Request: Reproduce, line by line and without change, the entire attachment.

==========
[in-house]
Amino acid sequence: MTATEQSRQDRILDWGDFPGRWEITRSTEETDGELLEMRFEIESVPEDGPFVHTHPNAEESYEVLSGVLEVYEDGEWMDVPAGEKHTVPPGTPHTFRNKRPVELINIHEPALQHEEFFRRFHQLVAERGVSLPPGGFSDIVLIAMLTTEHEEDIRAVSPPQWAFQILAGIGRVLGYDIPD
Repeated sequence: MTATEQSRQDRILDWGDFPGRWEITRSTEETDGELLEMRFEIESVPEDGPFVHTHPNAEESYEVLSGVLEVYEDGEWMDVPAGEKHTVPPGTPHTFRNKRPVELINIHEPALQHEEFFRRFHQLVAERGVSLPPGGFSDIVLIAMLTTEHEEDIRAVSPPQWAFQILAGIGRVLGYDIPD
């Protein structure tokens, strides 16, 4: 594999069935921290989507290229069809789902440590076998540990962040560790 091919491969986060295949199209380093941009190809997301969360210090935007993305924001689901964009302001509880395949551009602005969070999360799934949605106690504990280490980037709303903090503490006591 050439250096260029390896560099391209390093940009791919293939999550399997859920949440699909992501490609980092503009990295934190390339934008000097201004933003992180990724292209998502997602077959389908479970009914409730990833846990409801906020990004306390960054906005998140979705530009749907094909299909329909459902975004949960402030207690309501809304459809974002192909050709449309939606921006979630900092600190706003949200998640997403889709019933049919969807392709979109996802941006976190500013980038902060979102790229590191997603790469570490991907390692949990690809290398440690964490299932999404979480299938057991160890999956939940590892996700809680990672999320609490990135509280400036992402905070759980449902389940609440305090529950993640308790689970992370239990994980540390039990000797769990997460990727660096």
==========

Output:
[in-house]
Amino acid sequence: MTATEQSRQDRILDWGDFPGRWEITRSTEETDGELLEMRFEIESVPEDGPFVHTHPNAEESYEVLSGVLEVYEDGEWMDVPAGEKHTVPPGTPHTFRNKRPVELINIHEPALQHEEFFRRFHQLVAERGVSLPPGGFSDIVLIAMLTTEHEEDIRAVSPPQWAFQILAGIGRVLGYDIPD
Repeated sequence: MTATEQSRQDRILDWGDFPGRWEITRSTEETDGELLEMRFEIESVPEDGPFVHTHPNAEESYEVLSGVLEVYEDGEWMDVPAGEKHTVPPGTPHTFRNKRPVELINIHEPALQHEEFFRRFHQLVAERGVSLPPGGFSDIVLIAMLTTEHEEDIRAVSPPQWAFQILAGIGRVLGYDIPD
């Protein structure tokens, strides 16, 4: 594999069935921290989507290229069809789902440590076998540990962040560790 091919491969986060295949199209380093941009190809997301969360210090935007993305924001689901964009302001509880395949551009602005969070999360799934949605106690504990280490980037709303903090503490006591 050439250096260029390896560099391209390093940009791919293939999550399997859920949440699909992501490609980092503009990295934190390339934008000097201004933003992180990724292209998502997602077959389908479970009914409730990833846990409801906020990004306390960054906005998140979705530009749907094909299909329909459902975004949960402030207690309501809304459809974002192909050709449309939606921006979630900092600190706003949200998640997403889709019933049919969807392709979109996802941006976190500013980038902060979102790229590191997603790469570490991907390692949990690809290398440690964490299932999404979480299938057991160890999956939940590892996700809680990672999320609490990135509280400036992402905070759980449902389940609440305090529950993640308790689970992370239990994980540390039990000797769990997460990727660096």